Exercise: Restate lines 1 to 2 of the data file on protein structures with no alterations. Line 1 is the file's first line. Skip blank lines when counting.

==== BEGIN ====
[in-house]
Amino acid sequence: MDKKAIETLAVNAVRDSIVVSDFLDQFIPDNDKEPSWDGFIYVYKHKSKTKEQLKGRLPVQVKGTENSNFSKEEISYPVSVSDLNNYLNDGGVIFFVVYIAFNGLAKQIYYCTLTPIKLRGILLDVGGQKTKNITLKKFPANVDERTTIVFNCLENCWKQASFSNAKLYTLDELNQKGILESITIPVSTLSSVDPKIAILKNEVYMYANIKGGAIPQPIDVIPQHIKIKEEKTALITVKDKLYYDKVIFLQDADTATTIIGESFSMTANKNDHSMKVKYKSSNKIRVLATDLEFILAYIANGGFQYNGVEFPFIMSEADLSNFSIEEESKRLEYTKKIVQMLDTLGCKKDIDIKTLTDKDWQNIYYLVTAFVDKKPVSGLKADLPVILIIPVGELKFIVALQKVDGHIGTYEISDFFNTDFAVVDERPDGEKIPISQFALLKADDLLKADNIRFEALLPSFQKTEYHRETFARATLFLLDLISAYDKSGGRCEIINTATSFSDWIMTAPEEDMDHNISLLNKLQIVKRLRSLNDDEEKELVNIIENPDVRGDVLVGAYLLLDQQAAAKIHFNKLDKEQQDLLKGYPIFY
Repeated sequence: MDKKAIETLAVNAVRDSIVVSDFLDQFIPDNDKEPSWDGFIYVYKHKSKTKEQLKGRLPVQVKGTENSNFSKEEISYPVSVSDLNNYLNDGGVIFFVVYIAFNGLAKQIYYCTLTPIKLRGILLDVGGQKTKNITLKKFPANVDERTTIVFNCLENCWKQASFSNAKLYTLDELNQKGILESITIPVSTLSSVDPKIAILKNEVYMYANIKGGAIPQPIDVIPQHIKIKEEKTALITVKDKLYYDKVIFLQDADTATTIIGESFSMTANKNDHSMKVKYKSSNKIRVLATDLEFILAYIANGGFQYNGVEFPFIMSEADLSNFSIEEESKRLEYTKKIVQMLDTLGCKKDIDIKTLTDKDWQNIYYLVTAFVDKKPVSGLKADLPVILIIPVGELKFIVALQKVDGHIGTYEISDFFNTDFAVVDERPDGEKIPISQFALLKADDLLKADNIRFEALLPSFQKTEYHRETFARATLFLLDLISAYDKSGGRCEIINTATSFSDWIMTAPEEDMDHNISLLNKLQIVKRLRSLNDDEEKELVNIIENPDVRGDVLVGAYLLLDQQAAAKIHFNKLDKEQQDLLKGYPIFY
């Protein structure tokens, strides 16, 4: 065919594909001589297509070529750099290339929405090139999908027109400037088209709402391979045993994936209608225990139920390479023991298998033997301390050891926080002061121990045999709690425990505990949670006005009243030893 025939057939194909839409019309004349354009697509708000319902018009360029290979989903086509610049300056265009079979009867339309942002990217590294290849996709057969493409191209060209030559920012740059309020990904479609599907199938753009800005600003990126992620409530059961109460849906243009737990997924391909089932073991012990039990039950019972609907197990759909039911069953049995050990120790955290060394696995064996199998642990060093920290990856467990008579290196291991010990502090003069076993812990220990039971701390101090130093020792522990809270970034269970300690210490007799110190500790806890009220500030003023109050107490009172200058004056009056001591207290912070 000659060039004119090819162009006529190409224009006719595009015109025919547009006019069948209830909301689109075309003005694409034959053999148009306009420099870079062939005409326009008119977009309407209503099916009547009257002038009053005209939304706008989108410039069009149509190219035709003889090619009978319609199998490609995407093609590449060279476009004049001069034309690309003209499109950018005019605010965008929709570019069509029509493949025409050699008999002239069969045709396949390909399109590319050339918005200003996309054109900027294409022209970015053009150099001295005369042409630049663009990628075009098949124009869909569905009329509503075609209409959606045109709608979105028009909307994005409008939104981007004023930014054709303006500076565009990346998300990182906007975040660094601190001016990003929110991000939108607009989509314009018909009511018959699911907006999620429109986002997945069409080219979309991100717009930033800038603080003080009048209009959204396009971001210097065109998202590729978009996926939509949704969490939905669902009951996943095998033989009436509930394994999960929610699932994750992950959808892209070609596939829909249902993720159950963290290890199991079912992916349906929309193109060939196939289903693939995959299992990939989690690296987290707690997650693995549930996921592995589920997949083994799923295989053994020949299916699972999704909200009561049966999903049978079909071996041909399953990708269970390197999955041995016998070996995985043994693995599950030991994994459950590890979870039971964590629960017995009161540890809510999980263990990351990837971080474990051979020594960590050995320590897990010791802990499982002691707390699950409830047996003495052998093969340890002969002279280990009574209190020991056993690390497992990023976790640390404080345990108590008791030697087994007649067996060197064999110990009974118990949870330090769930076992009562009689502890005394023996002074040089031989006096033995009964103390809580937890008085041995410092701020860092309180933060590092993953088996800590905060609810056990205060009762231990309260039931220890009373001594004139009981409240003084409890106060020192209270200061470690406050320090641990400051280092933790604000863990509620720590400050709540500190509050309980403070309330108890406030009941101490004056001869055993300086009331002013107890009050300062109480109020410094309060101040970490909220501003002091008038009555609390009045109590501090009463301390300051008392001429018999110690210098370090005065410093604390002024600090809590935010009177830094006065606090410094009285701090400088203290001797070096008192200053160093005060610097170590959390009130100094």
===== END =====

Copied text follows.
[in-house]
Amino acid sequence: MDKKAIETLAVNAVRDSIVVSDFLDQFIPDNDKEPSWDGFIYVYKHKSKTKEQLKGRLPVQVKGTENSNFSKEEISYPVSVSDLNNYLNDGGVIFFVVYIAFNGLAKQIYYCTLTPIKLRGILLDVGGQKTKNITLKKFPANVDERTTIVFNCLENCWKQASFSNAKLYTLDELNQKGILESITIPVSTLSSVDPKIAILKNEVYMYANIKGGAIPQPIDVIPQHIKIKEEKTALITVKDKLYYDKVIFLQDADTATTIIGESFSMTANKNDHSMKVKYKSSNKIRVLATDLEFILAYIANGGFQYNGVEFPFIMSEADLSNFSIEEESKRLEYTKKIVQMLDTLGCKKDIDIKTLTDKDWQNIYYLVTAFVDKKPVSGLKADLPVILIIPVGELKFIVALQKVDGHIGTYEISDFFNTDFAVVDERPDGEKIPISQFALLKADDLLKADNIRFEALLPSFQKTEYHRETFARATLFLLDLISAYDKSGGRCEIINTATSFSDWIMTAPEEDMDHNISLLNKLQIVKRLRSLNDDEEKELVNIIENPDVRGDVLVGAYLLLDQQAAAKIHFNKLDKEQQDLLKGYPIFY